Jordan valley, Thu 6.10.11, Afternoon
10:45 – Maale Efrayim Checkpoint
Manned, all Palestinian vehicles inspected.
11:00 In the area between the Gitit and Mekhora colonies, there are newly tended fields, by the settlers of course, for about a year now. The Palestinians do not tend fields at all in this region, as they have no water. About half a year ago they did grow squashes in hothouses, but the crop was later abandoned on the roadside. Now their hothouses are deserted and broken. Next to these, probably tended by those same settlers, a field lies green and lush, and at this hottest time of day, the sprinklers merrily spray water a-plenty in all directions. At the same time, Palestinians are prevented any access to local water supply and are forced to drive great distances and purchase water in tanks, in contrast to the waste we witness.
11:45 – Hamra Checkpoint – no vehicle traffic. A huge bulldozer parked in the middle of the checkpoint.
Gochia Checkpoint wide open
Palestinians tell us that tanks cross this point often and one of them has broken/twisted the metal gate. It now remains open to enable tank passage. Until two weeks ago “security needs” prevented Palestinians of the Jordan Valley from traveling to the center of their daily lives in the West Bank hills, except for specific days and hours, and with special permits and tight supervision of the Israeli army. So what has changed? How is it suddenly possible for them to cross without inspection? And if everyone may get through from here westwards into the West Bank, un-inspected, then what is the security point of all the other checkpoints?
We drove on to Al Farasiya, having heard just this morning of house demolitions there.
Well, house is a bit overstated. In the middle of an encampment with five structures, at 9 a.m. a military bulldozer demolished the sheep shed, and now the sheep lie exposed in the scathing sun. Amazing how the army chooses one structure, probably arbitrarily (so it appears), and demolishes it alone. The woman complains that they hardly have any food as it is, and not this… What will they do? The son, who speaks Hebrew, tells us that less than a month ago, on September 20th, agents of the Civil Administration of the Occupation arrived and handed them a demolition order for the large tent that stood where now the sheep shed had been. The family dismantled the tent in view of the officials and left only the small sheep shed intact. But the officer told them, as the son says: “We don’t care – we only want you to go away!”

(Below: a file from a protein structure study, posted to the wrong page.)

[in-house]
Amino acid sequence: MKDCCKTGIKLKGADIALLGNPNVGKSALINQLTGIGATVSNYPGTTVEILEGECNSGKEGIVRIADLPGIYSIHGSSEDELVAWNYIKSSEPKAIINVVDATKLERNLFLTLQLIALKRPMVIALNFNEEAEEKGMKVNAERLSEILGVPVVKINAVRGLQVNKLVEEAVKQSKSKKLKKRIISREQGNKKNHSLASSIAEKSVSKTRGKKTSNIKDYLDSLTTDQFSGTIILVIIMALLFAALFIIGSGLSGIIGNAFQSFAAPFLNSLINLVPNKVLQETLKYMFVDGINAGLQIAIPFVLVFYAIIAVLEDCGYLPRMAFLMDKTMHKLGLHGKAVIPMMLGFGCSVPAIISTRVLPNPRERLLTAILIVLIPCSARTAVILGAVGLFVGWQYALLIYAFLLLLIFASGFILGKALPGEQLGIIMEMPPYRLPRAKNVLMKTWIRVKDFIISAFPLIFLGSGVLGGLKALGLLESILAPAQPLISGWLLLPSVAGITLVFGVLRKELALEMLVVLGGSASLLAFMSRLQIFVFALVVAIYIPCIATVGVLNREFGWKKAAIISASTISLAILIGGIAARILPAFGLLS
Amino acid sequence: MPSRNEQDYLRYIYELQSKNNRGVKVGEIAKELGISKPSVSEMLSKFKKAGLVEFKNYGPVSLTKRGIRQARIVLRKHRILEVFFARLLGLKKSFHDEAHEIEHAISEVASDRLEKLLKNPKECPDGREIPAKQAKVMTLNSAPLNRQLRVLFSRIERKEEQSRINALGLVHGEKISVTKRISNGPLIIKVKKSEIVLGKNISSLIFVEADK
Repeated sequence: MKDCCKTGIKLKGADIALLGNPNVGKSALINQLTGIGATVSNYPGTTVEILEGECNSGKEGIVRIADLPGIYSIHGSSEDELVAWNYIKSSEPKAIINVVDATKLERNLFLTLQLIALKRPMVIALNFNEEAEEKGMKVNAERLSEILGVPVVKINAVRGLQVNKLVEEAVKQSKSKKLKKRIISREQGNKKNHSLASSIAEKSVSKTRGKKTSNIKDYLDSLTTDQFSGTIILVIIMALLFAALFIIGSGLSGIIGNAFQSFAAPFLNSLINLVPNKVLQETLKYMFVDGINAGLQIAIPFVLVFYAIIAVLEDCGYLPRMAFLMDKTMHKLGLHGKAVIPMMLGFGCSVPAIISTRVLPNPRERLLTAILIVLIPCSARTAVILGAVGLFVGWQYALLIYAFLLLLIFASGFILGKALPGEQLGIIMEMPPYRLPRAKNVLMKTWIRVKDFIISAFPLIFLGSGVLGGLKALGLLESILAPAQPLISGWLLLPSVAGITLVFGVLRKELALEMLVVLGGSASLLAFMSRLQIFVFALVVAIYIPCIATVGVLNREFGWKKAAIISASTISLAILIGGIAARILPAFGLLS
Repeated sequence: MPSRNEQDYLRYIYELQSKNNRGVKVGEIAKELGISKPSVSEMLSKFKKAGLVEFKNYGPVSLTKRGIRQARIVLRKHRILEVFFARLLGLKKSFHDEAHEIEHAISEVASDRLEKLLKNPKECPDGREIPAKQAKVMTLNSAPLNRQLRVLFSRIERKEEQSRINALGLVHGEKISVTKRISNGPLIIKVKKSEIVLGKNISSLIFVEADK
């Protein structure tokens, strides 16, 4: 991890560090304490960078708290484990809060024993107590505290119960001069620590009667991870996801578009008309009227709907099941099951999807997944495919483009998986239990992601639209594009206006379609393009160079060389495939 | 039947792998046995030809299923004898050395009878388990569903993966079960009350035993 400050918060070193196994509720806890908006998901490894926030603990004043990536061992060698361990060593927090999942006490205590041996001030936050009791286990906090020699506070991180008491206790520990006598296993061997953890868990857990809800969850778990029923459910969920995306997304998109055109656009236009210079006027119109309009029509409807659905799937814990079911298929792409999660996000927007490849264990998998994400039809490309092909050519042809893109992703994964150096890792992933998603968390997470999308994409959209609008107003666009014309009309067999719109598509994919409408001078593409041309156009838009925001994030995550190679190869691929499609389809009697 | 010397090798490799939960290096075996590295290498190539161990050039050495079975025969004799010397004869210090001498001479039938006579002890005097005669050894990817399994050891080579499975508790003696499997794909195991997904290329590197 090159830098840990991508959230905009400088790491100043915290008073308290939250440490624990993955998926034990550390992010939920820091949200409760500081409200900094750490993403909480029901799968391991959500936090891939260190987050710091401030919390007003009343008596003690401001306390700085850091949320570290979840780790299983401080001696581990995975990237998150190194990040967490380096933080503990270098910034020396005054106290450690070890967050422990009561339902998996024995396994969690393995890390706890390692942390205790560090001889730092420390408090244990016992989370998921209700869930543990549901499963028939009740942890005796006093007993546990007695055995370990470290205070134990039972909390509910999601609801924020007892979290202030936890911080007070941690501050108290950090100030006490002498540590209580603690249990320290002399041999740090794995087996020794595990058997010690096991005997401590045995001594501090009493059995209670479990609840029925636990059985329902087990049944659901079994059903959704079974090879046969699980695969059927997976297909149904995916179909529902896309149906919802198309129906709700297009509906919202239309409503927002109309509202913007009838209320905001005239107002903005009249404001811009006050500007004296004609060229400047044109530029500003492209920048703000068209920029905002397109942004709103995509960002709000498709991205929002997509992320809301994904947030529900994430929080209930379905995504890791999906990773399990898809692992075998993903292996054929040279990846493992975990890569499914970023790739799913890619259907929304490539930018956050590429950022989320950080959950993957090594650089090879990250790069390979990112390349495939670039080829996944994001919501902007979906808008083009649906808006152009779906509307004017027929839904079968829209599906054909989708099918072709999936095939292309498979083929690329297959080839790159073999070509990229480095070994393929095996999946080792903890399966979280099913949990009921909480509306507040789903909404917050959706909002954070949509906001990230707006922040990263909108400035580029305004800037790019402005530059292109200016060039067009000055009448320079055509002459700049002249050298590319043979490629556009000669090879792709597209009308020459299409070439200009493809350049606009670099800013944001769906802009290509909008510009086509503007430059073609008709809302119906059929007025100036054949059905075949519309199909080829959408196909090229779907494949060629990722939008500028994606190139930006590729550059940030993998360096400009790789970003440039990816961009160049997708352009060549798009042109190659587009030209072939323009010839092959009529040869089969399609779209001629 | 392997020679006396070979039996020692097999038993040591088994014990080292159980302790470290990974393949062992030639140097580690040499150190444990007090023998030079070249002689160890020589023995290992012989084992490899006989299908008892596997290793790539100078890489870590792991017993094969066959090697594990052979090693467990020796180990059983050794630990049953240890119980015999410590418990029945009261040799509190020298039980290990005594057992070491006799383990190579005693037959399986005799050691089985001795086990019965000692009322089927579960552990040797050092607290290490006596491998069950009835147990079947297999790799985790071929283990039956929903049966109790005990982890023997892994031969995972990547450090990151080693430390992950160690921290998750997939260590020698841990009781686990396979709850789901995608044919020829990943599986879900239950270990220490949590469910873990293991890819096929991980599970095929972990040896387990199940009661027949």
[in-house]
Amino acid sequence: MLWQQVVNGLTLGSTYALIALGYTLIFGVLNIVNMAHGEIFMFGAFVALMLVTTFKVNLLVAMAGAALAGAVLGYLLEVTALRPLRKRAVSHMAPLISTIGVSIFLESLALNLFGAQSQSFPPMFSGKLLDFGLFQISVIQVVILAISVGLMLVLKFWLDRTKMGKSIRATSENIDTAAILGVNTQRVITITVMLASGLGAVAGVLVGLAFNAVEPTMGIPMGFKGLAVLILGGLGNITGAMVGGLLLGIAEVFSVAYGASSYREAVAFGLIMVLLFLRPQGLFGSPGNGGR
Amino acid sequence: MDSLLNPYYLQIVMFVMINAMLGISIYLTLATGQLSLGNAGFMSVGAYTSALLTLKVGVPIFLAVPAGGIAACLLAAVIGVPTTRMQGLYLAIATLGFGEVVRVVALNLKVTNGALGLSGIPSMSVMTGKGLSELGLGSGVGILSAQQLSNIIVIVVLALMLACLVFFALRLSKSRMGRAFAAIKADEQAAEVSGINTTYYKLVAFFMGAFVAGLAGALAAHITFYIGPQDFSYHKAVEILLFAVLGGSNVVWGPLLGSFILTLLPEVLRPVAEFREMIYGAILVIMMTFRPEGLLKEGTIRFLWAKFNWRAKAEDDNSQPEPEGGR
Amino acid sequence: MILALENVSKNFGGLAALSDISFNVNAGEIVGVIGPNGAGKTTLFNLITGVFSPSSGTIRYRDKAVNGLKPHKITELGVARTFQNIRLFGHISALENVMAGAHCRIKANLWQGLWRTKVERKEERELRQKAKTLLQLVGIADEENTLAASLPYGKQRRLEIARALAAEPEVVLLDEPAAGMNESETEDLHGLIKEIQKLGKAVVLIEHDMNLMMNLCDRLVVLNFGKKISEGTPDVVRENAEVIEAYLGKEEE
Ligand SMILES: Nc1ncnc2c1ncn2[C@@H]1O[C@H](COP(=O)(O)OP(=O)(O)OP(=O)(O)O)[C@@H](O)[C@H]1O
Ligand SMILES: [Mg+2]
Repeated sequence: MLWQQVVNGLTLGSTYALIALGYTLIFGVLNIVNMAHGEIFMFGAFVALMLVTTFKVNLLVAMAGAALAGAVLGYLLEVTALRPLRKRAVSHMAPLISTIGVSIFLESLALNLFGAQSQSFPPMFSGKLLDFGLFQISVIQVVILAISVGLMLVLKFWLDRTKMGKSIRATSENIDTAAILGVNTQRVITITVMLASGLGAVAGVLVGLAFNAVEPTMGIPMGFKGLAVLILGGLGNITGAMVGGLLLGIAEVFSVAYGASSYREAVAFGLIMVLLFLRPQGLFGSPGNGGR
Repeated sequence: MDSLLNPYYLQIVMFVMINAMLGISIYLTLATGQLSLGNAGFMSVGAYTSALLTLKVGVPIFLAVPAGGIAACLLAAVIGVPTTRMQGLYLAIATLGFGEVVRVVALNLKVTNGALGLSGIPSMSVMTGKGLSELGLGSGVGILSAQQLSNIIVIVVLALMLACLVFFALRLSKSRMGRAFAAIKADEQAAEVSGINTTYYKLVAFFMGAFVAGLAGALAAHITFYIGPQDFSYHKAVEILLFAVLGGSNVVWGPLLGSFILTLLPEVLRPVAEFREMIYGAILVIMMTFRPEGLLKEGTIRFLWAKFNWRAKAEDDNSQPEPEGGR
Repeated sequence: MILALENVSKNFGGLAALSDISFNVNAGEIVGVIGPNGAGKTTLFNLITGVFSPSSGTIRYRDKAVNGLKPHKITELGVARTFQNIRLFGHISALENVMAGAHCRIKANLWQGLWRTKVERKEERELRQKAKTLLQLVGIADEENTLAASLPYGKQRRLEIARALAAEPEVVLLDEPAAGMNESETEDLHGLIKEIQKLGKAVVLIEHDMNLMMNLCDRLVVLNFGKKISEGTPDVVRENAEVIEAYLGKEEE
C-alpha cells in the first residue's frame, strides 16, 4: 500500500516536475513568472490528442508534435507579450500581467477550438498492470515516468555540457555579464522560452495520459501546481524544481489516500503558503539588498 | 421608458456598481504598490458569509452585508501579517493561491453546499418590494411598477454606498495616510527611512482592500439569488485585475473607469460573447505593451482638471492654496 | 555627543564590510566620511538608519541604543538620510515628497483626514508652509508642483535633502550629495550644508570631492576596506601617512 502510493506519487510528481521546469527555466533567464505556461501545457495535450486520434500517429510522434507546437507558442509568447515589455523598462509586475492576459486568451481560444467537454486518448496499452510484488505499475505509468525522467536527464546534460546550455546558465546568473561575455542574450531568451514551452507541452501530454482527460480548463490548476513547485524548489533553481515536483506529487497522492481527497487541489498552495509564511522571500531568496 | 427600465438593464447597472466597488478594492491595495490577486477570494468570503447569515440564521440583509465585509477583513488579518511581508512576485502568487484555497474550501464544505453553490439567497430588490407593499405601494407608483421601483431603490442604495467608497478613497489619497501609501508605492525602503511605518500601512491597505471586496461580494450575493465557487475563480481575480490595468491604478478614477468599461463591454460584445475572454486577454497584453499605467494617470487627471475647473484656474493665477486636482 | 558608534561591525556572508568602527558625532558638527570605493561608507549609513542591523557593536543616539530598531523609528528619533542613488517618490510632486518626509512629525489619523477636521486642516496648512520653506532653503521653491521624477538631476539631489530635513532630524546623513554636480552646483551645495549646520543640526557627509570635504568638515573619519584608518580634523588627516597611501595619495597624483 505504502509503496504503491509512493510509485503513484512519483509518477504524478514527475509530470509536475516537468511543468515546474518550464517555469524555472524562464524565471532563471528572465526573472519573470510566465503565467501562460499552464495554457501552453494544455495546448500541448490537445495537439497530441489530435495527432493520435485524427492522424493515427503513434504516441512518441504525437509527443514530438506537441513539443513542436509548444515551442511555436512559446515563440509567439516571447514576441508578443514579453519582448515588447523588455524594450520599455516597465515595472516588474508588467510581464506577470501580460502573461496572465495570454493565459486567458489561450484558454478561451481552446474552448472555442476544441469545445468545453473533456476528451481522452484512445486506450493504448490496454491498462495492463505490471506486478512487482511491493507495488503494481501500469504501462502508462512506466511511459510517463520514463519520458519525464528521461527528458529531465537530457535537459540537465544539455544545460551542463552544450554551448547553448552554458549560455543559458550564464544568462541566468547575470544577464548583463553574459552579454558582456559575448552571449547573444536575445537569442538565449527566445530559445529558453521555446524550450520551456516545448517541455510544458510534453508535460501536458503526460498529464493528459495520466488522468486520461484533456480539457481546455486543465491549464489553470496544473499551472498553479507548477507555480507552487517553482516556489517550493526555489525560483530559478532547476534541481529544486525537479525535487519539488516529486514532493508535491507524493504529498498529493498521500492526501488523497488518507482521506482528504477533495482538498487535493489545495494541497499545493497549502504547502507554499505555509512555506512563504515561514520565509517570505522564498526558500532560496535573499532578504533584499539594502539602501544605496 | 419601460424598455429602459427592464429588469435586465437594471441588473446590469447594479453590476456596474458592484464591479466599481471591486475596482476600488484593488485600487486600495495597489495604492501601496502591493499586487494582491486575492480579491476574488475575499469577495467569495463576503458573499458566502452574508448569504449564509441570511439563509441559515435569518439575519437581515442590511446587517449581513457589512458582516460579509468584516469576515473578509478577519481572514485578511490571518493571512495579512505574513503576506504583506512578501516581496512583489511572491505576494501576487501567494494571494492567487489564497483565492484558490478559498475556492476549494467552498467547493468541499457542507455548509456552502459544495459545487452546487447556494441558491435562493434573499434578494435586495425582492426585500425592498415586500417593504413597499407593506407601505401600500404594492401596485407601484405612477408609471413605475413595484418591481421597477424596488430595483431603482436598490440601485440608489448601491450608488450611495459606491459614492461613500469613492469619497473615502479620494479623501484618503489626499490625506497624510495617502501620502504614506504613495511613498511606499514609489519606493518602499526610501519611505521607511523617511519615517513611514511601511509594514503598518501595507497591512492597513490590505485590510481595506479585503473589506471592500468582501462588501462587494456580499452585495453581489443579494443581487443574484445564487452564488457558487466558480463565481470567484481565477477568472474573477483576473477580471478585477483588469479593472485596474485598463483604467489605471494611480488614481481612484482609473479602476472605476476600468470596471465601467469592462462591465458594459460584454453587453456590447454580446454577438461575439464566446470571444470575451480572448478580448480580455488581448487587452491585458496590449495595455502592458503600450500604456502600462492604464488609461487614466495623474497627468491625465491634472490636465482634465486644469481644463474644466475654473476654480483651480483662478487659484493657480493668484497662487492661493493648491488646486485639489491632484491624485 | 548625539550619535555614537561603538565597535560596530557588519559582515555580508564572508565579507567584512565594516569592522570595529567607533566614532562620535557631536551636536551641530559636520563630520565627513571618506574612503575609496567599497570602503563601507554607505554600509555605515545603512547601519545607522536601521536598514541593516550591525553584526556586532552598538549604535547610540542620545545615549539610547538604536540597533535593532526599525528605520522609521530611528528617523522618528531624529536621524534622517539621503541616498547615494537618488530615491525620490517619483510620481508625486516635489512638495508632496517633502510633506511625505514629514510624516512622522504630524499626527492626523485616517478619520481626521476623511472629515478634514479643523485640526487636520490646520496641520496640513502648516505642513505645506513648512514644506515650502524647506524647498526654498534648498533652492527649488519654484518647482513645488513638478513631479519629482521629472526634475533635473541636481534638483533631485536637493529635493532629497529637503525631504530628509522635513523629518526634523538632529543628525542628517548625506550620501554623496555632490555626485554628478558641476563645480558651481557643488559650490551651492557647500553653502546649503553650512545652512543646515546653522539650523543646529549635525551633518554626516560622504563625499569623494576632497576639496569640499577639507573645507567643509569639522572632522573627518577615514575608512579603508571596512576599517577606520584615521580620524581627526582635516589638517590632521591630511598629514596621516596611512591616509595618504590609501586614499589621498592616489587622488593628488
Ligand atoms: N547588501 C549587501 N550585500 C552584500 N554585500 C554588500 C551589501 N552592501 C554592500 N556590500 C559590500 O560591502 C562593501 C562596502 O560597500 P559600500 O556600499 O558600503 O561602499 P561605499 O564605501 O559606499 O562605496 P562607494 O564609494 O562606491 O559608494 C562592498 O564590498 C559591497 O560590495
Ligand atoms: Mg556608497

We met EAPPI volunteers from Yanoun, who told us that last night, settlers uprooted 150 young olive trees at the village of Kusra.
We drove about 5 km north to Al Hamma, a small encampment by the roadside. Two days ago the army demolished their cowshed. The people weren’t home but the cowshed is already re-erected.
At 13:30 we decided to take advantage of the open Gochia gate and drive westward. I called an acquaintance who lives in Atuf, near Tamun village, in the hills, about 5 km south-west of the gate. He lives on the hillside overlooking the beautiful fertile valley of Al Baqa (south of Ras al Ahmar). His home has water and electricity supplied by the PA, as the southern hill is considered Area B, but downhill in the valley it’s Area C and there’s nothing. In the valley there is a green field whose owner has dug an ‘unlicensed’ well (no permits are issued in Area C), and of course there is a demolition order pending.
People told us that every few days two tanks enter the area through Gochia Checkpoint, climb the hill north of the Al Bawa valley, and open fire over the heads of the tent-dwellers in the valley. These run for their lives, horrified every time it happens. In fact they start running as soon as they see the tanks crossing Gochia. According to the map I hold the hill is marked as a firing zone, but not the valley. And anyway, firing tanks over the heads of residents, including children, women and the elderly?? Probably another cruel way to make them leave.